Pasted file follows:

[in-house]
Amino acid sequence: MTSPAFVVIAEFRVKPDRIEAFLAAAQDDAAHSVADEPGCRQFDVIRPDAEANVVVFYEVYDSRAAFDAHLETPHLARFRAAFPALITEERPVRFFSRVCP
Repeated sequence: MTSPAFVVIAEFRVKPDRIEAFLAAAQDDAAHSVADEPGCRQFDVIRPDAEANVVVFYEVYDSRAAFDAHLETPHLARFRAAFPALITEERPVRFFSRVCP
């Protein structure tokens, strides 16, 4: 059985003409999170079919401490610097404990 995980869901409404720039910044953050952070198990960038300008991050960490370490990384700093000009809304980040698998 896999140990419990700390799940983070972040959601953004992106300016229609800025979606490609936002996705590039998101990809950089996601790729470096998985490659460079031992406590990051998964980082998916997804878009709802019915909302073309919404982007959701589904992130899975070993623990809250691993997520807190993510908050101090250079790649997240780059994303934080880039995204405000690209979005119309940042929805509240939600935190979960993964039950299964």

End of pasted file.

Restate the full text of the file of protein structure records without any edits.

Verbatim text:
[in-house]
Amino acid sequence: MTSPAFVVIAEFRVKPDRIEAFLAAAQDDAAHSVADEPGCRQFDVIRPDAEANVVVFYEVYDSRAAFDAHLETPHLARFRAAFPALITEERPVRFFSRVCP
Repeated sequence: MTSPAFVVIAEFRVKPDRIEAFLAAAQDDAAHSVADEPGCRQFDVIRPDAEANVVVFYEVYDSRAAFDAHLETPHLARFRAAFPALITEERPVRFFSRVCP
């Protein structure tokens, strides 16, 4: 059985003409999170079919401490610097404990 995980869901409404720039910044953050952070198990960038300008991050960490370490990384700093000009809304980040698998 896999140990419990700390799940983070972040959601953004992106300016229609800025979606490609936002996705590039998101990809950089996601790729470096998985490659460079031992406590990051998964980082998916997804878009709802019915909302073309919404982007959701589904992130899975070993623990809250691993997520807190993510908050101090250079790649997240780059994303934080880039995204405000690209979005119309940042929805509240939600935190979960993964039950299964």